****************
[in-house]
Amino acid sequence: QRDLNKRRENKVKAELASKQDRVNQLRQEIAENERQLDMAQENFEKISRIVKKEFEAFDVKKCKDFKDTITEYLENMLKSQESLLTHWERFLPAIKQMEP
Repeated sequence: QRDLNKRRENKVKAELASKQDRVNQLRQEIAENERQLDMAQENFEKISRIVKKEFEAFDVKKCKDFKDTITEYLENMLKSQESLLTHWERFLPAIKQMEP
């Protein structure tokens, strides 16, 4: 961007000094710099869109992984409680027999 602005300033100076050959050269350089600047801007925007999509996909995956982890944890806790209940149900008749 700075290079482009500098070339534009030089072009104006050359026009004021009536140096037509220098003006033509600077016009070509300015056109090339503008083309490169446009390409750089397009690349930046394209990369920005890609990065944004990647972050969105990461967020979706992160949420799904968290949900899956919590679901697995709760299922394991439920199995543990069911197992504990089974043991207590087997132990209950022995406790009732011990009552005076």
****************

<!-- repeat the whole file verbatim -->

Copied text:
[in-house]
Amino acid sequence: QRDLNKRRENKVKAELASKQDRVNQLRQEIAENERQLDMAQENFEKISRIVKKEFEAFDVKKCKDFKDTITEYLENMLKSQESLLTHWERFLPAIKQMEP
Repeated sequence: QRDLNKRRENKVKAELASKQDRVNQLRQEIAENERQLDMAQENFEKISRIVKKEFEAFDVKKCKDFKDTITEYLENMLKSQESLLTHWERFLPAIKQMEP
């Protein structure tokens, strides 16, 4: 961007000094710099869109992984409680027999 602005300033100076050959050269350089600047801007925007999509996909995956982890944890806790209940149900008749 700075290079482009500098070339534009030089072009104006050359026009004021009536140096037509220098003006033509600077016009070509300015056109090339503008083309490169446009390409750089397009690349930046394209990369920005890609990065944004990647972050969105990461967020979706992160949420799904968290949900899956919590679901697995709760299922394991439920199995543990069911197992504990089974043991207590087997132990209950022995406790009732011990009552005076």